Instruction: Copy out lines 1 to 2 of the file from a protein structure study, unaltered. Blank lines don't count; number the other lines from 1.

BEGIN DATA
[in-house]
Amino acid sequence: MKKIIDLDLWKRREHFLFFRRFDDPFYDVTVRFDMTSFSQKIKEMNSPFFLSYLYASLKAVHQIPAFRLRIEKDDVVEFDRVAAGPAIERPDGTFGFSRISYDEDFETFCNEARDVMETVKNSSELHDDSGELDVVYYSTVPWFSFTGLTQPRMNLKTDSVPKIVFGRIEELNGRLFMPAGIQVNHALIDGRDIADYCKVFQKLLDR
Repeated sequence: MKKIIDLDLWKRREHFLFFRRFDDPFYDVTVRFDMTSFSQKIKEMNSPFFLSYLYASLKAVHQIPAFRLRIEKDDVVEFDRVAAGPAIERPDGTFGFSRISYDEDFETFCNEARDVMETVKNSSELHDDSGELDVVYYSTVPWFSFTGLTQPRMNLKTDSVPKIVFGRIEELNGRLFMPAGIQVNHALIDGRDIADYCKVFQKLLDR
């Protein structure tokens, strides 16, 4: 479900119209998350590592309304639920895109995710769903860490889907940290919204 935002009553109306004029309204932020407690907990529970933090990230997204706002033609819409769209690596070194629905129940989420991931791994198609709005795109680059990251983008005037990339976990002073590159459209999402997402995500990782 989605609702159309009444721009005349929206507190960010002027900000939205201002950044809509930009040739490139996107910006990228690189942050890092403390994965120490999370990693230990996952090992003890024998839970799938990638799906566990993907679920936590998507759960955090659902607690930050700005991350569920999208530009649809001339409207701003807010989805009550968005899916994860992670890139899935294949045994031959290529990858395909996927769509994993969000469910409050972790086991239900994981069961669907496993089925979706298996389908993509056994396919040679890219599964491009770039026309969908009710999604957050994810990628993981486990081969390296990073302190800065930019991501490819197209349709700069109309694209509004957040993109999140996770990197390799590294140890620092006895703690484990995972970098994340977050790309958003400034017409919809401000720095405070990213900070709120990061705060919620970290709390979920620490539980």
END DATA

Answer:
[in-house]
Amino acid sequence: MKKIIDLDLWKRREHFLFFRRFDDPFYDVTVRFDMTSFSQKIKEMNSPFFLSYLYASLKAVHQIPAFRLRIEKDDVVEFDRVAAGPAIERPDGTFGFSRISYDEDFETFCNEARDVMETVKNSSELHDDSGELDVVYYSTVPWFSFTGLTQPRMNLKTDSVPKIVFGRIEELNGRLFMPAGIQVNHALIDGRDIADYCKVFQKLLDR